[Isaac Watts] Hymnwriter, 1748

Welcome to the Holy Women, Holy Men blog! We invite you to read about this commemoration, use the collect and lessons in prayer, whether individually or in corporate worship, and then tell us what you think. For more information about this project, click here.

About the Commemoration

Isaac Watts is remembered as the father of English hymnody. He was born in Southampton, England, in 1674, the eldest child of a devout Nonconformist family. His academic capabilities and particularly his ability with the English language were recognized at an early age. He was offered the resources to enroll at Oxford or Cambridge and pursue ordination in the Church of England, but Watts remained faithful to his background and in 1690 enrolled in a Nonconformist academy at Stoke Newington. In 1702, Watts was ordained and served the Mark Lane independent congregation in London for a decade before his health made it impossible to continue.

As a hymn writer, Watts wrote more than six hundred hymns, about a quarter of which continue in popular use. Among his works was his Psalms of David, a metrical psalter that versified the psalms in English for hymnic use. Perhaps his most enduring contribution in this genre is O God, our help in ages past, based upon the opening verses of Psalm 90. Watts also wrote a wide variety of other hymns and spiritual songs that are well beloved. The attractiveness of his texts is often said to be reflective of Watts’ own personal faith: gentle, quiet, sturdy, and deeply devout. This can easily be seen in the final stanza of When I survey the wondrous cross:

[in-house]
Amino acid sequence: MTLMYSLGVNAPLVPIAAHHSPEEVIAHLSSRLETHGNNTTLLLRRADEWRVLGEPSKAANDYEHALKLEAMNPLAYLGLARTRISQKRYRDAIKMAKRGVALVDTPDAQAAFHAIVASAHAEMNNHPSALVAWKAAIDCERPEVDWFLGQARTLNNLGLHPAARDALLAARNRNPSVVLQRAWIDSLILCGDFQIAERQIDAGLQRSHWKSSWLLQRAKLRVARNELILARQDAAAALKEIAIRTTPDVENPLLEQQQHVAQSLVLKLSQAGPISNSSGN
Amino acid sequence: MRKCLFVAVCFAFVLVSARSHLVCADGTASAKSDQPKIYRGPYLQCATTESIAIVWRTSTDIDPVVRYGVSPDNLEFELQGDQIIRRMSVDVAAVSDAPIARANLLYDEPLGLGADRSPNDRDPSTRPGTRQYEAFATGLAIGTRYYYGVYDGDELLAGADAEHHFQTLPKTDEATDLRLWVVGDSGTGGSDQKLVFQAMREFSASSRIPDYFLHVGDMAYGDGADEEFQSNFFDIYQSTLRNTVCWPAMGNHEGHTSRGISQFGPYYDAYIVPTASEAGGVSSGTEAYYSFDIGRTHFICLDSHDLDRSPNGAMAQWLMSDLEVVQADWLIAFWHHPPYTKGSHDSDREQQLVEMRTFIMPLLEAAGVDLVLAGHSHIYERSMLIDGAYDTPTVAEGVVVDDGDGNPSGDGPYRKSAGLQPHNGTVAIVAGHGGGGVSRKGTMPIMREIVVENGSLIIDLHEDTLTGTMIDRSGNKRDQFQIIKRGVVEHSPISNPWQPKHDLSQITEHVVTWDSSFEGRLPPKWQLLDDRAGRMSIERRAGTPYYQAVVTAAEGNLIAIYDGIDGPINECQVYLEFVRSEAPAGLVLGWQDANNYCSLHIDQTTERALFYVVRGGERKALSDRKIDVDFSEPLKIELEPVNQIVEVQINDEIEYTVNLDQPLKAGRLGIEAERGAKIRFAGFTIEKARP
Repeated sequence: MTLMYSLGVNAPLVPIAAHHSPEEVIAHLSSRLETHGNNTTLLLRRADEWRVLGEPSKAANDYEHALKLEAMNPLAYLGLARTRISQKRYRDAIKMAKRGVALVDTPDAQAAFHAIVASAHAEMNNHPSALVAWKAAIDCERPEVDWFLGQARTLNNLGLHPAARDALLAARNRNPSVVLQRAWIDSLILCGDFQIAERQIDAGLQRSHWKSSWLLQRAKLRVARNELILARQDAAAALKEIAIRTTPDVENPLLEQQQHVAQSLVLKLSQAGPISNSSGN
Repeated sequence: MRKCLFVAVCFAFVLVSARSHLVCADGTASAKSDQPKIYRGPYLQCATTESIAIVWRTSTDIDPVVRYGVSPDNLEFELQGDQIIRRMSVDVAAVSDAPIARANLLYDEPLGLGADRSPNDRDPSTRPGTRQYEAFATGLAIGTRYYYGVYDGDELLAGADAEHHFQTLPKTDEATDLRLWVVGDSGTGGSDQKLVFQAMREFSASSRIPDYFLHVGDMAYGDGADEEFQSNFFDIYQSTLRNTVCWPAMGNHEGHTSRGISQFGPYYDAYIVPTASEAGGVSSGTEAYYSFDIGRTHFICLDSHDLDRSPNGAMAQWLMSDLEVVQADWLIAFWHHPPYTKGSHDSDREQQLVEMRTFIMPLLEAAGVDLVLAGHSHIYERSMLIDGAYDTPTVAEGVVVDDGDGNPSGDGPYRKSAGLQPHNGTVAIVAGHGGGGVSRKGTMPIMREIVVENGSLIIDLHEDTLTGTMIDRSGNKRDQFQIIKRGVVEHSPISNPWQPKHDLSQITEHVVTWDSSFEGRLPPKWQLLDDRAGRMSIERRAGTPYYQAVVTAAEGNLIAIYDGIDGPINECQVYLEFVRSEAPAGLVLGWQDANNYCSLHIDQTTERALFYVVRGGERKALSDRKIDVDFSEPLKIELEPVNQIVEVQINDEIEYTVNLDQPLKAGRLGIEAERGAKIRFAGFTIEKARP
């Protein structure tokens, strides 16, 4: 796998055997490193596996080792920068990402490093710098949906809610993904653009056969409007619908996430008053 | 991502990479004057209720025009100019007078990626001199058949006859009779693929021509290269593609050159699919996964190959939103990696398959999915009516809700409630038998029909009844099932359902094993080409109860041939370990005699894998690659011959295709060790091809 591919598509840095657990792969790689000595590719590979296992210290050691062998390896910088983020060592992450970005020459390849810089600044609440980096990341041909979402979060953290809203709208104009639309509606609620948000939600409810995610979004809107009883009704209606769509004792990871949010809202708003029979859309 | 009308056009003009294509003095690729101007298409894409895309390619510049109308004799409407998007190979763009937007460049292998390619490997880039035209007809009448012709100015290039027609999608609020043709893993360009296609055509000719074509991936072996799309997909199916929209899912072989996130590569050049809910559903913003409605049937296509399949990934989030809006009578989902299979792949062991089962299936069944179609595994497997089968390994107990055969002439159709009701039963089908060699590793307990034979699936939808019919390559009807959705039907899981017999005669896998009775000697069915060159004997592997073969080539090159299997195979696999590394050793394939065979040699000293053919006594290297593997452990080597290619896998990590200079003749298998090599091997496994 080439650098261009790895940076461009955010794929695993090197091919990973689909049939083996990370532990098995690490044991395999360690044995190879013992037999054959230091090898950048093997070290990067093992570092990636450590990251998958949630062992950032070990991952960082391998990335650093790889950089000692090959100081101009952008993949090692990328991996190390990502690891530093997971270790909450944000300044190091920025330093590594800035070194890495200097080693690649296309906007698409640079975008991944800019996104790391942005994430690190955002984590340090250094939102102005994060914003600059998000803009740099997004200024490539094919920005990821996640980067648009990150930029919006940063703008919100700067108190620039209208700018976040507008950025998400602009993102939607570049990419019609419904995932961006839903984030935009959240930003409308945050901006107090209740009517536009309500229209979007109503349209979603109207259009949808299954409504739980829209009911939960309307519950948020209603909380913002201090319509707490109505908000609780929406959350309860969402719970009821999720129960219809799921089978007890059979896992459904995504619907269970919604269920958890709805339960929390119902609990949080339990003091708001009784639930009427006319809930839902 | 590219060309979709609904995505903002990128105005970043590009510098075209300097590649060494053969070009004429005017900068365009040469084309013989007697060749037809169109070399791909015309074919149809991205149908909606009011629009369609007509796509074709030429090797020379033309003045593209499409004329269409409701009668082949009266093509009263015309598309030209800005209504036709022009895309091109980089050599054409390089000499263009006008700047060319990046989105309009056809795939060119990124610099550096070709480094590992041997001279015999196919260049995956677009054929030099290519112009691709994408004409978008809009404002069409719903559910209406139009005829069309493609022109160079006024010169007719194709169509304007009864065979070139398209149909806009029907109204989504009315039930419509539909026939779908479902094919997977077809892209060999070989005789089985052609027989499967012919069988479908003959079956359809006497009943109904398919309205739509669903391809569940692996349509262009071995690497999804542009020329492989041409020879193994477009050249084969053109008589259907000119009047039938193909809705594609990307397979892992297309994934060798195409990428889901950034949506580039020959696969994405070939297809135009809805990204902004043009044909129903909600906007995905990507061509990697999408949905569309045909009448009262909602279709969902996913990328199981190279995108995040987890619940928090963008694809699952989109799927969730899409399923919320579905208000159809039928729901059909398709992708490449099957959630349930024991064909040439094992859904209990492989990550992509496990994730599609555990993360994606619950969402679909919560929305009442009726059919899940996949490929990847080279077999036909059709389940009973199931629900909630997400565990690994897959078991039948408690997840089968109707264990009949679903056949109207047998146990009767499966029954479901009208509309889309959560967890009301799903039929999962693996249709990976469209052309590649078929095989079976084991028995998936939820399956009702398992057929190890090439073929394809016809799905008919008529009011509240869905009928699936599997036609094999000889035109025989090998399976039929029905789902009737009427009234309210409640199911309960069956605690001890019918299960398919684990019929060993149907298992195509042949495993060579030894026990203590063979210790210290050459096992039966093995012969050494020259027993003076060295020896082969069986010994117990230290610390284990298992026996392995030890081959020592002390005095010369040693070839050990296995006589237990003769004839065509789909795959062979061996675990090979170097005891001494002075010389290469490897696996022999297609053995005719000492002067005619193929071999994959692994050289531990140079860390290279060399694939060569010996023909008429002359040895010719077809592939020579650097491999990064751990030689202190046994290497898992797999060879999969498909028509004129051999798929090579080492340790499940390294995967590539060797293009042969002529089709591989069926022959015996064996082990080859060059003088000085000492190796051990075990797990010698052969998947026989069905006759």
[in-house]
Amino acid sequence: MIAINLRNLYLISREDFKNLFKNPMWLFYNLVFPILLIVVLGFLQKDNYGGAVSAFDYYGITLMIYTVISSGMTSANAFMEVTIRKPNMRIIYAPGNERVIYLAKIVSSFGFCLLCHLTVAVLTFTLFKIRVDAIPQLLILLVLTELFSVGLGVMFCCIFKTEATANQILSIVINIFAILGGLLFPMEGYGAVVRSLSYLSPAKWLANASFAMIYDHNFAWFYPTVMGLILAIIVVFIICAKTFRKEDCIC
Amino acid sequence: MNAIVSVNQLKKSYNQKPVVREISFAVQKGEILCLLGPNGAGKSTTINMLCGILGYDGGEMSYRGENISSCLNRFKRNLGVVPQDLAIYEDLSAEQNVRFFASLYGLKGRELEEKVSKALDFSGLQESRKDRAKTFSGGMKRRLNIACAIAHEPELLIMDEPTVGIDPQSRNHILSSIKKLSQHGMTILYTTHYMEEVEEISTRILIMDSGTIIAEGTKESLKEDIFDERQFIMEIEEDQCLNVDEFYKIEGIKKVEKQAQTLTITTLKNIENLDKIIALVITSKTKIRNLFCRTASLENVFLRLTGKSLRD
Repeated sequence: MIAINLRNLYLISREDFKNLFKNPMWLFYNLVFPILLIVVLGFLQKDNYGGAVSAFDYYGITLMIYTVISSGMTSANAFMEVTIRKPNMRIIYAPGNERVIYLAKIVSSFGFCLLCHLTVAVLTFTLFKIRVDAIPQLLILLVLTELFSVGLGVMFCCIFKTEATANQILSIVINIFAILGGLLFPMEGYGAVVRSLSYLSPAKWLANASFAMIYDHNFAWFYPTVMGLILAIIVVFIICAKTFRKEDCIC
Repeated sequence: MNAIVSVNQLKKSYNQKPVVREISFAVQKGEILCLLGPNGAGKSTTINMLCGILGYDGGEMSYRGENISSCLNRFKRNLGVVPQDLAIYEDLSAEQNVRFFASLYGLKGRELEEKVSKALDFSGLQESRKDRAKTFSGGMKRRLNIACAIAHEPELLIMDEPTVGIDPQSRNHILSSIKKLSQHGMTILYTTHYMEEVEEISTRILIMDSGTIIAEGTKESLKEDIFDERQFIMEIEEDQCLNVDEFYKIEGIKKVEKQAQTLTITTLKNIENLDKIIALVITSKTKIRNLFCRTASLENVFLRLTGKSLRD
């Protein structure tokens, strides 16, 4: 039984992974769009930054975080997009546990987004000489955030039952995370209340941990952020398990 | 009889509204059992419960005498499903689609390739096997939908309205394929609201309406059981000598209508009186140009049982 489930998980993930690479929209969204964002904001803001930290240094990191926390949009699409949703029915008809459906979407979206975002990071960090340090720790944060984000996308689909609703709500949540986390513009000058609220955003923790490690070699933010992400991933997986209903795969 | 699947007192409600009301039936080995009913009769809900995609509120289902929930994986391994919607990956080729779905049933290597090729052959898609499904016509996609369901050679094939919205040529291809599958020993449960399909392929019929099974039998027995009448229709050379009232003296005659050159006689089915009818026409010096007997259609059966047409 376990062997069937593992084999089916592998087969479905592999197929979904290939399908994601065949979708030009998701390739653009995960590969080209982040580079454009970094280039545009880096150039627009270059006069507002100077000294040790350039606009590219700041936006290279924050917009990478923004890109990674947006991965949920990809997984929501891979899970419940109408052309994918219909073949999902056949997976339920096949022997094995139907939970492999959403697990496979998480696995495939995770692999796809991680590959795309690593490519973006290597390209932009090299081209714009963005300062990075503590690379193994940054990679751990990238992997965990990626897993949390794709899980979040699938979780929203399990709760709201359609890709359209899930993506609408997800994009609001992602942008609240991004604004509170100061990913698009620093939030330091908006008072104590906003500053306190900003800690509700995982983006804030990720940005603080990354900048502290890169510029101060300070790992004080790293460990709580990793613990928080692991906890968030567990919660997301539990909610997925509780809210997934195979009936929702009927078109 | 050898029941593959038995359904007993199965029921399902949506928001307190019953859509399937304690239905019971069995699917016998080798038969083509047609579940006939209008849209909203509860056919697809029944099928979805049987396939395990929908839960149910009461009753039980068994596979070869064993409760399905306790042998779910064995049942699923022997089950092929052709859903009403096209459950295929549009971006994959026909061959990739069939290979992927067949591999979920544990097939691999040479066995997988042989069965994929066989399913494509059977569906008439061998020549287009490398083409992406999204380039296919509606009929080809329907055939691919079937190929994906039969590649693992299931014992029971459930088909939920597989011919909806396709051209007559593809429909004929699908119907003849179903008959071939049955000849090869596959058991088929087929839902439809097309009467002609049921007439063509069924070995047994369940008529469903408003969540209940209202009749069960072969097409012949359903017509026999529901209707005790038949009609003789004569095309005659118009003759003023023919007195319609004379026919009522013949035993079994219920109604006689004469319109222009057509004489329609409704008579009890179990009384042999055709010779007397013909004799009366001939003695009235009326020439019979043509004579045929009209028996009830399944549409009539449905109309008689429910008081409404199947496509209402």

Were the whole realm of nature mine,

That were an offering far too small;

Love so amazing, so divine,

Demands my soul, my life, my all!

 

Among his more enduring hymns are Jesus shall reign, Joy to the world, and I sing the mighty power of God.

Due to ill health, Watts spent the last decades of his life in semiseclusion, rarely preaching, but devoted his time to writing, as he was able. During this period, his writings take a new turn and he completed books on logic, human nature, and the English language, in addition to sermons, devotional literature, works for children, and more poetry and hymns.

Watts died in 1748. He is honored with a memorial in Westminster Abbey.

Collects

i God of truth and grace, who didst give Isaac Watts singular gifts to present thy praise in verse, that he might write psalms, hymns and spiritual songs for thy Church: Give us grace joyfully to sing thy praises now and in the life to come; through Jesus Christ our Savior, who liveth and reigneth with thee and the Holy Spirit, one God, for ever and ever. Amen.

ii God of truth and grace, you gave Isaac Watts singular gifts to present your praise in verse, that he might write psalms, hymns and spiritual songs for your Church: Give us grace joyfully to sing your praises now and in the life to come; through Jesus Christ our Savior, who lives and reigns with you and the Holy Spirit, one God, for ever and ever. Amen.

Psalm 108:1–6 1

Lessons